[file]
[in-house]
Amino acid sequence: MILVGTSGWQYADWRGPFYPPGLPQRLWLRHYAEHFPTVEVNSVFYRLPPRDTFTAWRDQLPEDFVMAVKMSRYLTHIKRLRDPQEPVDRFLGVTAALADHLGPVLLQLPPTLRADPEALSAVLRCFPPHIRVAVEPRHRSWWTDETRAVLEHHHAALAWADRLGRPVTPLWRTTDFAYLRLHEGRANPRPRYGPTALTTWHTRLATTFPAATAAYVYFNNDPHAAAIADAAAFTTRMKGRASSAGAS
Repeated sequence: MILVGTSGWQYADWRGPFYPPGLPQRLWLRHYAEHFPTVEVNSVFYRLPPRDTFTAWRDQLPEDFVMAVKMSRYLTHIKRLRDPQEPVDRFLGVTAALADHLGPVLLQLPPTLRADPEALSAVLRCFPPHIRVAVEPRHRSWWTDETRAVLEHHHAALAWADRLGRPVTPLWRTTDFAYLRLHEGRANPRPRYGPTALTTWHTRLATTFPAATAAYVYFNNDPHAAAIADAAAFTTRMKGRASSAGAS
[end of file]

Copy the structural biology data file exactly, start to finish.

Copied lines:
[in-house]
Amino acid sequence: MILVGTSGWQYADWRGPFYPPGLPQRLWLRHYAEHFPTVEVNSVFYRLPPRDTFTAWRDQLPEDFVMAVKMSRYLTHIKRLRDPQEPVDRFLGVTAALADHLGPVLLQLPPTLRADPEALSAVLRCFPPHIRVAVEPRHRSWWTDETRAVLEHHHAALAWADRLGRPVTPLWRTTDFAYLRLHEGRANPRPRYGPTALTTWHTRLATTFPAATAAYVYFNNDPHAAAIADAAAFTTRMKGRASSAGAS
Repeated sequence: MILVGTSGWQYADWRGPFYPPGLPQRLWLRHYAEHFPTVEVNSVFYRLPPRDTFTAWRDQLPEDFVMAVKMSRYLTHIKRLRDPQEPVDRFLGVTAALADHLGPVLLQLPPTLRADPEALSAVLRCFPPHIRVAVEPRHRSWWTDETRAVLEHHHAALAWADRLGRPVTPLWRTTDFAYLRLHEGRANPRPRYGPTALTTWHTRLATTFPAATAAYVYFNNDPHAAAIADAAAFTTRMKGRASSAGAS